Trains For America

More choices for better transportation

New York Times Magazine talks HSR, reminds us why we like Ray

Yesterday’s New York Times Magazine is all infrastructure, and it has a quite thoughtful and well-researched piece on high-speed rail in America. It focuses on the California project, but also discusses the international context and the  dilapidated state of Amtrak. Unfortunately, their “fix” for Amtrak seems to be projects like CAHSR rather than, you know, fixing Amtrak. But still, what an illustrative quote this is:

When the conductors stepped back on board, they had satisfied looks. “We threw some switches to get onto the sidings,” one of them told me, catching her breath as she removed her work gloves. I hadn’t realized that Amtrak employees who take tickets and wear crisp formal uniforms also tend to the tracks. But on the Surfliner, at least, they do.

European rail systems are [rightfully] praised up and down in the article for their efficiency and service. But this isn’t just because they have true-HSR lines. They also manage their conventional passenger rail system a whole lot better than we do. They can walk and run while we’re still crawling around looking for our glasses. Still, it’s a really excellent article. But we just wouldn’t be rail advocates if we weren’t complaining about something, right?

Also worth checking out is the Magazine’s little interview with Ray LaHood. Although it oozes with awkwardness as the transpo man tries to respond to odd questions about things like skateboards and his last name (is it that strange?), there are some gems in there:

President Obama has talked about his desire to wean Americans off automobiles.
What we’ve talked about is getting to a concept that we call livable communities, where people don’t have to get in a car every day. You can use light rail, you can use buses, you can use walking paths, you can use your bike.

The conservative columnist George Will recently denounced you as the “secretary of behavior modification,” in reference to your plan to have Americans give up cars.
When George came over here for lunch, I could tell from the tone of our conversation that he wasn’t particularly keen on what we were trying to promote here.

Oh, George Will. The Overhead Wire also points to another recent interview done by US News and World Report which, oddly enough, seems to be more professional.

Does anyone else remember when all the sustainable transport blogs were biting their nails over LaHood’s appointment? Funny how he turned out to be one of the most sensible and visible people in the job for quite a while.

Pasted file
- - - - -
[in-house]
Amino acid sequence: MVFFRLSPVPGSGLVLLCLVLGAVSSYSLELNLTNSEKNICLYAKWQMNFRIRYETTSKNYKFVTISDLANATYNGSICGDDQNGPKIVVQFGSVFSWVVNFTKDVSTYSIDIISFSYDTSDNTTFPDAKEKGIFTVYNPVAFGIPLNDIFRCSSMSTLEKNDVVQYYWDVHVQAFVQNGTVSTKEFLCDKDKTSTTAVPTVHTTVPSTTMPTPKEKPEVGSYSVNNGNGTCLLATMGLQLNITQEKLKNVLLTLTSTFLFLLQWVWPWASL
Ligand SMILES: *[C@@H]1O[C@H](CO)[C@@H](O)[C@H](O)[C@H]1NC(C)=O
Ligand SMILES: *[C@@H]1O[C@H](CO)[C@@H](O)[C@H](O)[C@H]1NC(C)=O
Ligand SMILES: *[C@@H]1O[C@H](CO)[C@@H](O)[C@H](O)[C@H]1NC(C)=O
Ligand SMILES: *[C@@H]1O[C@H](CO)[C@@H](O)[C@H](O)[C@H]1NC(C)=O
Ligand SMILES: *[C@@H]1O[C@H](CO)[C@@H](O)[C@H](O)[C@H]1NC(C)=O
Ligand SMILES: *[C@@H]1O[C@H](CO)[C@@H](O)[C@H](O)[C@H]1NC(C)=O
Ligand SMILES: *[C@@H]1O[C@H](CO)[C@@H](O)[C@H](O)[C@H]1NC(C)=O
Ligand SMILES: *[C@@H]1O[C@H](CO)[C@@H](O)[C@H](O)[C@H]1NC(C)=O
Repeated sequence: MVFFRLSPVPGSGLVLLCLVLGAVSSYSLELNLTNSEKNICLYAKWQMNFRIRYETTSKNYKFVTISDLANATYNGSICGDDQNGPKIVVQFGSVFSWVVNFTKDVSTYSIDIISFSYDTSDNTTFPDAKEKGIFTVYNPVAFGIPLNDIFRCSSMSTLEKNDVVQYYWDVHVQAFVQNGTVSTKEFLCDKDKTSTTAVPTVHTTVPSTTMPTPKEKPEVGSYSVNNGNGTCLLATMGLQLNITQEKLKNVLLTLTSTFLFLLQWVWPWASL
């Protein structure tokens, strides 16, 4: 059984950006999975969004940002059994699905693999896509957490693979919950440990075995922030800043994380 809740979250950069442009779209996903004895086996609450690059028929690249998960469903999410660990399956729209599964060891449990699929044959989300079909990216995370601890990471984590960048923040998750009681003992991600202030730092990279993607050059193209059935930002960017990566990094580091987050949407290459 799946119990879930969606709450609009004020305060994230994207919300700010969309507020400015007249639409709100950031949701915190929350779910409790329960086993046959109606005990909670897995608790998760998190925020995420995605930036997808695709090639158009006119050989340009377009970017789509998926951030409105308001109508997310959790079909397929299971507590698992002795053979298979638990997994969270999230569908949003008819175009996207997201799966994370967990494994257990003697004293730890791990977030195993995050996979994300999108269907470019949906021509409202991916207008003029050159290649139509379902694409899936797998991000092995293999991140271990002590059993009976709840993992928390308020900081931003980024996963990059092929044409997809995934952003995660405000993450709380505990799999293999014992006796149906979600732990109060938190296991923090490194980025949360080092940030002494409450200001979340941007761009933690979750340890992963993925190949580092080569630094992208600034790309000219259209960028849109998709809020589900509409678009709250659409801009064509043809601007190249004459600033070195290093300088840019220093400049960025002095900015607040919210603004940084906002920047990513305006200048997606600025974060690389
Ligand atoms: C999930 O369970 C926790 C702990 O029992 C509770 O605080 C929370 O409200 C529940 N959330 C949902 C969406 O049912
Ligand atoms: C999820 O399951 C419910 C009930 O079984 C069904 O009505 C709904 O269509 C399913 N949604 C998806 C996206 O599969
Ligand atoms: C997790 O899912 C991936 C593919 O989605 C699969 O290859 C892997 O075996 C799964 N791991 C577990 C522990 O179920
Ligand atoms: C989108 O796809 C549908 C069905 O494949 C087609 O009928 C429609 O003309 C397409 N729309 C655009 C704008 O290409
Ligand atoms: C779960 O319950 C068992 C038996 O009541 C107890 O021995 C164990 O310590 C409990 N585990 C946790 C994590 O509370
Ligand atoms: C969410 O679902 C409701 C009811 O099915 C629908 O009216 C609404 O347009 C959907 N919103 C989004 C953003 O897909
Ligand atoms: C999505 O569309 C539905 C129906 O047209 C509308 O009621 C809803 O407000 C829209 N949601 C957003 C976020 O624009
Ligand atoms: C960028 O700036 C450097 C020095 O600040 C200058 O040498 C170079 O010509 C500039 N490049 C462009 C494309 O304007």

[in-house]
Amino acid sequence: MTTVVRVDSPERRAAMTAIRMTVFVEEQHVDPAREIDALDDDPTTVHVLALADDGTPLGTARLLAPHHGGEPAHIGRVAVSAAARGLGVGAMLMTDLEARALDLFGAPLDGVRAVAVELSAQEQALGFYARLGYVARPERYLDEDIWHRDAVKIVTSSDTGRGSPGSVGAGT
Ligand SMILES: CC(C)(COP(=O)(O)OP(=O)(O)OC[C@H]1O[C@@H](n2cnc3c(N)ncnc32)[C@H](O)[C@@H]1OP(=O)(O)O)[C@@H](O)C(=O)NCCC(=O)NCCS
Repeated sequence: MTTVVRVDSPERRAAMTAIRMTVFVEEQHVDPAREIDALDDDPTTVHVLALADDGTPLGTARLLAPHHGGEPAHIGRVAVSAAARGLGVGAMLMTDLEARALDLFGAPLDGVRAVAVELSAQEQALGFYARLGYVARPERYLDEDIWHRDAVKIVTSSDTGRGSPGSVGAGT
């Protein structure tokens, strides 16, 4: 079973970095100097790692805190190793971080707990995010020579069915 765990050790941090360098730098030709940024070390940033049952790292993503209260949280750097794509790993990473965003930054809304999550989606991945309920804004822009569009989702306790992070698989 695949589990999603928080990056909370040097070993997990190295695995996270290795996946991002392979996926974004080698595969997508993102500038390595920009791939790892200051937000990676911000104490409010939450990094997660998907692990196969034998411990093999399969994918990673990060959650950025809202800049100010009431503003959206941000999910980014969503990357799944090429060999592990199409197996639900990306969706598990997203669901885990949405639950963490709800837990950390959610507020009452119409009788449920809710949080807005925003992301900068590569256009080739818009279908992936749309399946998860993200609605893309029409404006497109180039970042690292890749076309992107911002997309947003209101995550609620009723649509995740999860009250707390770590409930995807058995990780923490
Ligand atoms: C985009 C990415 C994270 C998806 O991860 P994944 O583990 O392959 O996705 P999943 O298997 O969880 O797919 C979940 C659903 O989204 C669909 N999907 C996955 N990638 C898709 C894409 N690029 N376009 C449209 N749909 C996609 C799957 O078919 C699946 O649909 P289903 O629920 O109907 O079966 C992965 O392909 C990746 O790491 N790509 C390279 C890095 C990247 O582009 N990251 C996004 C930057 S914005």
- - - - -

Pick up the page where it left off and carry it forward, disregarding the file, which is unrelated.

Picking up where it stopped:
Filed under: Amtrak, Passenger Rail Politics, United States High Speed Rail

Georgia governor Purdue is HSR convert

Maybe it’s something they put in the Kool-Aid at Biden and LaHood’s HSR meeting earlier this month. For whatever reason, Sonny Purdue has had a change of heart about HSR. From the Savannah Morning News:

Gov. Sonny Perdue returns from a meeting of governors in Washington as a new convert to the idea of high-speed rail.

What’s more, he’s vowed to evangelize the governors of neighboring states — who skipped the meeting with Vice President Joe Biden and Transportation Secretary Ray LaHood — on the merits of establishing a high-speed rail network.

Perdue’s change of heart is welcome news. For years, Perdue downplayed high-speed rail as too expensive and unlikely to draw enough riders to be self-supporting.

To be sure, President Obama’s announcement of $8 billion in rail funding from stimulus funds, plus another $5 billion called for in the president’s budget, might have been enough to turn the governor’s head on the issue. (Although aides say Perdue’s train travels in China and Spain also played a role.)

That’s all well and good, but is he going to do anything to overhaul Georgia’s inflexible DOT and dethrone King Highway? Probably not, but there’s definitely something to be said for having an administration that is, at least, not hostile to passenger rail in one of the nation’s growing population centers.

And if it’s all political posturing? That’s good news too. Since when did passenger rail support become something political figures had to pay lip service towards?

Filed under: Passenger Rail Politics, United States High Speed Rail

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